Motorola’s Newest Phone Is Rugged and Super-Thin (Oh, and Modular)
Beleaguered smartphone maker Motorola is releasing two flagship handsets, the Moto Z and the more expensive Moto Z Force. The two designs show Moto’s parent company, Lenovo, is embracing the modular smartphone trend.
Pacing the stage at a press event in San Francisco, Lenovo product engineer (yep) Ashton Kutcher called the Moto Z “a redesign of the phone from the ground up,” comparing it to groundbreaking Motorola handsets like the StarTac and Razr.
They don’t look quite as revolutionary as those market-upending devices. The new Moto Z offers mostly high-end specs: 5.5-inch Quad HD display, Qualcomm Snapdragon 820 processor, 4GB of RAM, and lightning fast charging. There’s a 13-megapixel camera on the back, and a 5-megapixel sensor up front. It’s a mere 5.2mm thick. Remember when the first Droid Razr was so thin? This is the next phone in that line.
The Z Force has Motorola’s ShatterShield technology, which means you can drop your phone on your marble floor or throw it at your assistant and it won’t break. The Z Force represents all the best Droid ideas—super-thin body, unbreakable screen—and the customization of the Moto X.
The Moto Mods are the real selling point. Attach an accessory to the 16-pin port on the back of the phone and the Z becomes something new. A projector called InstaShare makes the phone huge but adds a big battery and kickstand while turning your phone into a wall-sized screen. Another, built with JBL, adds a big speaker.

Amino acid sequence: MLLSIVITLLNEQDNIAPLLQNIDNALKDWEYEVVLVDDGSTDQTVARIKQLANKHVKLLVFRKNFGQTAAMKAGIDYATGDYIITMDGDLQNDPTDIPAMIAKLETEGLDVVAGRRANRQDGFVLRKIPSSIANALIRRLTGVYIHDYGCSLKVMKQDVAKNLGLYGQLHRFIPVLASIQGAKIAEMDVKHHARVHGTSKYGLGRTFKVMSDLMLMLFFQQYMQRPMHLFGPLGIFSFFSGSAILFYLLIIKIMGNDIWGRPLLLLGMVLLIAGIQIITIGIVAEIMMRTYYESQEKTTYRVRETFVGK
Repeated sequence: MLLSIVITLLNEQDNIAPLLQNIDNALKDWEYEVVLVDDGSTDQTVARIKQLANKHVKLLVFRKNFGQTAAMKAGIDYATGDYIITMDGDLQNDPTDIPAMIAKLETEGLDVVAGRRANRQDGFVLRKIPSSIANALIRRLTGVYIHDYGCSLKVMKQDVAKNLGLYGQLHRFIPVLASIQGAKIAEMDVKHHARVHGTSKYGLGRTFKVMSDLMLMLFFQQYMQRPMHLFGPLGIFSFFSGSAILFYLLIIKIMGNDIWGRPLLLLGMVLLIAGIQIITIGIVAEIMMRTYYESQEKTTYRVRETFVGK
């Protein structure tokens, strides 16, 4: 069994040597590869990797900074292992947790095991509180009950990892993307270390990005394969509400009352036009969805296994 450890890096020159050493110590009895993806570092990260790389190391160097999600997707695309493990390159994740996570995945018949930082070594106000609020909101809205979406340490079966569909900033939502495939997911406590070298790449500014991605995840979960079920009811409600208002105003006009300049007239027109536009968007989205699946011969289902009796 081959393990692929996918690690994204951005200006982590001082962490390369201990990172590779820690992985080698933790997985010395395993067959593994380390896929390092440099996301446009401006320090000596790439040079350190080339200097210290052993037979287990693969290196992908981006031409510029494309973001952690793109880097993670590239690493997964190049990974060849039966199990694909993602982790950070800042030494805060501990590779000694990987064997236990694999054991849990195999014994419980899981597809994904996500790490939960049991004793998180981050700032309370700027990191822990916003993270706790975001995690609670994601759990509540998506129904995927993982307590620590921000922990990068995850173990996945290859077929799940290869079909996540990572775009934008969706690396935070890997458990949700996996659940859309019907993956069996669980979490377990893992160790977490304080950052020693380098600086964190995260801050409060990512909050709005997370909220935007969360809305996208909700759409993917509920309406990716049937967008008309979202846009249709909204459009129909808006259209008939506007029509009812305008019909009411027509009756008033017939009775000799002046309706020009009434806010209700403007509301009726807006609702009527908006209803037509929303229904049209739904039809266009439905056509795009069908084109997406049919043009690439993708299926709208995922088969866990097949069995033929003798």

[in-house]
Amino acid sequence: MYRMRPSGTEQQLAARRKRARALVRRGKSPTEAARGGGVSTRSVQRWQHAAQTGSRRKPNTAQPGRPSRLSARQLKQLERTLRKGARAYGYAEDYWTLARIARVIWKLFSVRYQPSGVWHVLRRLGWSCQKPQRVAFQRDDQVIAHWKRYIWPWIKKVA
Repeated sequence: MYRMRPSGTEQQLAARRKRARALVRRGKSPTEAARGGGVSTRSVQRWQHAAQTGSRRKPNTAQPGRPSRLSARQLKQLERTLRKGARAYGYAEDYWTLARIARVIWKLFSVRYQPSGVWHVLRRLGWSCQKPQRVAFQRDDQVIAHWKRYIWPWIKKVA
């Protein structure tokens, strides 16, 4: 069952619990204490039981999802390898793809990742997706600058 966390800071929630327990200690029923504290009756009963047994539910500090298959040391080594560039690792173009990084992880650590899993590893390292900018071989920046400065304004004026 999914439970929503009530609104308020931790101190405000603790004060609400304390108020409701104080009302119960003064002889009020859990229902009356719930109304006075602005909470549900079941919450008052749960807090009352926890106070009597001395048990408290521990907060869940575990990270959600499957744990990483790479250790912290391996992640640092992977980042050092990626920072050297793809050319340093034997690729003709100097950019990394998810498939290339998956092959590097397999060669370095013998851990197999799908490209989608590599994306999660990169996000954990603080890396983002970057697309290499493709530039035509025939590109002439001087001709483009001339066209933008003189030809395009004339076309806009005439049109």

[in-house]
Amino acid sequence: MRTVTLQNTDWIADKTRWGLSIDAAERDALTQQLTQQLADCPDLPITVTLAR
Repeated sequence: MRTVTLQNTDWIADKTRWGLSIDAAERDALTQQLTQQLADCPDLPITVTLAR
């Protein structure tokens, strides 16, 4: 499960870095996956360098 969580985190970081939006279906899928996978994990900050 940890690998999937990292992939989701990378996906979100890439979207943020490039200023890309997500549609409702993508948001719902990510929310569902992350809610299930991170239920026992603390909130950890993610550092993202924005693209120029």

It’s important to note that Project Ara, Google’s modular smartphone initiative, started as a Motorola project. (Remember “MAKEwithMOTO”?) Clearly, the ethos hasn’t left, even it Ara did. Still, the Moto Z phones aren’t quite modular the way Project Ara is. Ara phones let you swap screens, cameras, and batteries. Motorola’s approach is more like what LG did with its new G5, where you plug extra modules into an already complete phone. Motorola has an easier switching mechanism, and Moto Mods is a way better name for the modules than LG’s “Friends.”
It’s smart: many people will never use the mods, and can use the Moto Z as the wafer-thin phone that it is. Or, they can wonder about those pins and turn their phone into something cool and new.
The Moto Z arrives this summer for Verizon customers, with everyone else getting it later this year. Motorola is working with developers to build mods and imagines everything from a huge battery to a laptop dock to a virtual keyboard. Their pitch is the same as every other modular phone: Everyone needs something unique, and you should be able to have the phone you want. It’s hard to argue with that.
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